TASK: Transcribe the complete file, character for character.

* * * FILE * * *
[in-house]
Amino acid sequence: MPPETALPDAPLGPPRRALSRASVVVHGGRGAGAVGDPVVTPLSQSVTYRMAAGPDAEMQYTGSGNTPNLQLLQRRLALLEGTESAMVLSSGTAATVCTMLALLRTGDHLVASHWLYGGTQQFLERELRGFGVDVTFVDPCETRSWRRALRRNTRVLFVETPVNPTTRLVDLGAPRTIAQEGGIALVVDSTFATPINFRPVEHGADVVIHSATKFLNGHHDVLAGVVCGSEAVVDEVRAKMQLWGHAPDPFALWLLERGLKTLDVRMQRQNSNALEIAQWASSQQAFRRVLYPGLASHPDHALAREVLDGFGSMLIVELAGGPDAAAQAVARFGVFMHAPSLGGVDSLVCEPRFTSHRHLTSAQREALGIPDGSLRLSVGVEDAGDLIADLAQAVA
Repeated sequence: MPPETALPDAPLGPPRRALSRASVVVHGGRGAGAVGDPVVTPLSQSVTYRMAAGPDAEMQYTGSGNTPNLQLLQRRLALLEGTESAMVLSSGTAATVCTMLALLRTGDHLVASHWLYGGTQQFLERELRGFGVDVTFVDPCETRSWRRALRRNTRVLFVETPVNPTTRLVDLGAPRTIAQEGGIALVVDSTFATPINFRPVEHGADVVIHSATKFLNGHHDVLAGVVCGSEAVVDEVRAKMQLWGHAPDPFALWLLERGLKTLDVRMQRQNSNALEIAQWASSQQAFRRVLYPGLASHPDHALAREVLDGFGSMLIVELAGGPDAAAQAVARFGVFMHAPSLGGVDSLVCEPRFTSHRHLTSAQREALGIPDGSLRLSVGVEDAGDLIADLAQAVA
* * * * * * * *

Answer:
[in-house]
Amino acid sequence: MPPETALPDAPLGPPRRALSRASVVVHGGRGAGAVGDPVVTPLSQSVTYRMAAGPDAEMQYTGSGNTPNLQLLQRRLALLEGTESAMVLSSGTAATVCTMLALLRTGDHLVASHWLYGGTQQFLERELRGFGVDVTFVDPCETRSWRRALRRNTRVLFVETPVNPTTRLVDLGAPRTIAQEGGIALVVDSTFATPINFRPVEHGADVVIHSATKFLNGHHDVLAGVVCGSEAVVDEVRAKMQLWGHAPDPFALWLLERGLKTLDVRMQRQNSNALEIAQWASSQQAFRRVLYPGLASHPDHALAREVLDGFGSMLIVELAGGPDAAAQAVARFGVFMHAPSLGGVDSLVCEPRFTSHRHLTSAQREALGIPDGSLRLSVGVEDAGDLIADLAQAVA
Repeated sequence: MPPETALPDAPLGPPRRALSRASVVVHGGRGAGAVGDPVVTPLSQSVTYRMAAGPDAEMQYTGSGNTPNLQLLQRRLALLEGTESAMVLSSGTAATVCTMLALLRTGDHLVASHWLYGGTQQFLERELRGFGVDVTFVDPCETRSWRRALRRNTRVLFVETPVNPTTRLVDLGAPRTIAQEGGIALVVDSTFATPINFRPVEHGADVVIHSATKFLNGHHDVLAGVVCGSEAVVDEVRAKMQLWGHAPDPFALWLLERGLKTLDVRMQRQNSNALEIAQWASSQQAFRRVLYPGLASHPDHALAREVLDGFGSMLIVELAGGPDAAAQAVARFGVFMHAPSLGGVDSLVCEPRFTSHRHLTSAQREALGIPDGSLRLSVGVEDAGDLIADLAQAVA